THE SHOP TALK OF AMATEURS & PROFESSIONALS

by Jeff Schmidt

Nothing reveals more clearly the degree to which employed professionals are alienated from their subjects than does the sharply contrasting behavior of the hobbyists or "buffs" in their fields. When hobbyists encounter one another at a social gathering, before long you will find them talking eagerly about the content of their subject of common interest, showing an excitement, enthusiasm, wonder and curiosity that is reminiscent of beginning professional students. This rarely happens when professionals talk casually with their colleagues. Unlike the amateurs, the professionals don't talk much about the work itself; they often appear detached from their subject, as if they don't derive much satisfaction from it. Yes, they "talk shop," but their focus is so far from the content of the work itself that you would have a hard time if you had to guess what kind of "shop" they work in. A commercial bank? A junior high school? A government agency? A university department? Casual conversation among professionals tends to focus on the actions and personalities of employers and powerful figures within their fields -- the standard gossip topics of the powerless. Their gossip is by no means idle, however, for the politics are central to their work as professionals.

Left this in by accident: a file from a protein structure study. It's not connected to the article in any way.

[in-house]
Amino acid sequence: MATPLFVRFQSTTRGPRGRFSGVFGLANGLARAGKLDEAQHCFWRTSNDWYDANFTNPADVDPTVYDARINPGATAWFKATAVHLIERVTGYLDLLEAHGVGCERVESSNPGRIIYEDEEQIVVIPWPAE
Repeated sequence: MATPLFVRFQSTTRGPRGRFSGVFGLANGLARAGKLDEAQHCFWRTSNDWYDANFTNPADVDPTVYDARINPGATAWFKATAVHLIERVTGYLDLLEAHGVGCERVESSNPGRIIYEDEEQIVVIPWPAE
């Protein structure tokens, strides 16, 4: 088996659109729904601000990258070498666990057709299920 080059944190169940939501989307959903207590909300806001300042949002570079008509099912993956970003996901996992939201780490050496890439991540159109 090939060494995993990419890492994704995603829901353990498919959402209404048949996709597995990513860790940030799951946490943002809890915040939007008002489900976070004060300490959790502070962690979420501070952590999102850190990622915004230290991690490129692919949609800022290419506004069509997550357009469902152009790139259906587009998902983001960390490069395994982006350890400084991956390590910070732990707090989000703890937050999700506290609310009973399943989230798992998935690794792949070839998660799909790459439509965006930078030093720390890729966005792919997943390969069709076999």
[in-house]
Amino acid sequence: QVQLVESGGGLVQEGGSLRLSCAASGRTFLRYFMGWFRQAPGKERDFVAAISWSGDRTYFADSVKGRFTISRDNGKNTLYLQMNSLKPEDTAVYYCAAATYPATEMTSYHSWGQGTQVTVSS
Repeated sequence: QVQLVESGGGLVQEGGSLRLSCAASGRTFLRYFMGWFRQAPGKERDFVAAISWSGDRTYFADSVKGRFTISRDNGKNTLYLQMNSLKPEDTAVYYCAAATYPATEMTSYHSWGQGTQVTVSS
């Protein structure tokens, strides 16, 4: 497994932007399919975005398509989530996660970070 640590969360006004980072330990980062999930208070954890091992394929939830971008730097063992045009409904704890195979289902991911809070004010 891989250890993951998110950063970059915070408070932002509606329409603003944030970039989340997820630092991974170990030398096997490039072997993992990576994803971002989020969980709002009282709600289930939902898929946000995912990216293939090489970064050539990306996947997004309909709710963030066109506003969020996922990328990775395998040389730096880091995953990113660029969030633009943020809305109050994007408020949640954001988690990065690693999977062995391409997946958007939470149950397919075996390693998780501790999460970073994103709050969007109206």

Thus, at the wine-and-cheese reception after an English department colloquium, a first-year graduate student musters the courage to approach the speaker, a well-known professor from another university, and ask a question about literature. But before the conversation has gotten very far, a local faculty member walks up and derails it with the question that he has been waiting to ask: "Is Jones really planning to leave Yale? I heard a rumor." Soon the two professors are engrossed in a wide-ranging discussion about job openings around the country, research grants, book contracts, journal editors and who's jockeying for power in the field. The graduate student, realizing that the conversation is not going to return to the evidently less important topic of literature, retreats back into the crowd. Versions of this generic scene occur frequently in every field.

The professors here symbolize the tragedy of all employed professionals who started out as students loving their subjects. Such students submit themselves to the process of professional training in an effort to be free of the marketplace, but instead of being strengthened by the process they are crippled by it. Deprived of political control over their own work, they become alienated from their subjects and measure their lives by success in the marketplace.


SOURCE: Schmidt, Jeff. Disciplined Minds : A Critical Look at Salaried Professionals and the Soul-Battering System That Shapes Their Lives. Lanham, MD: Rowman & Littlefield, 2000. From Chapter 8: pp. 145-146.


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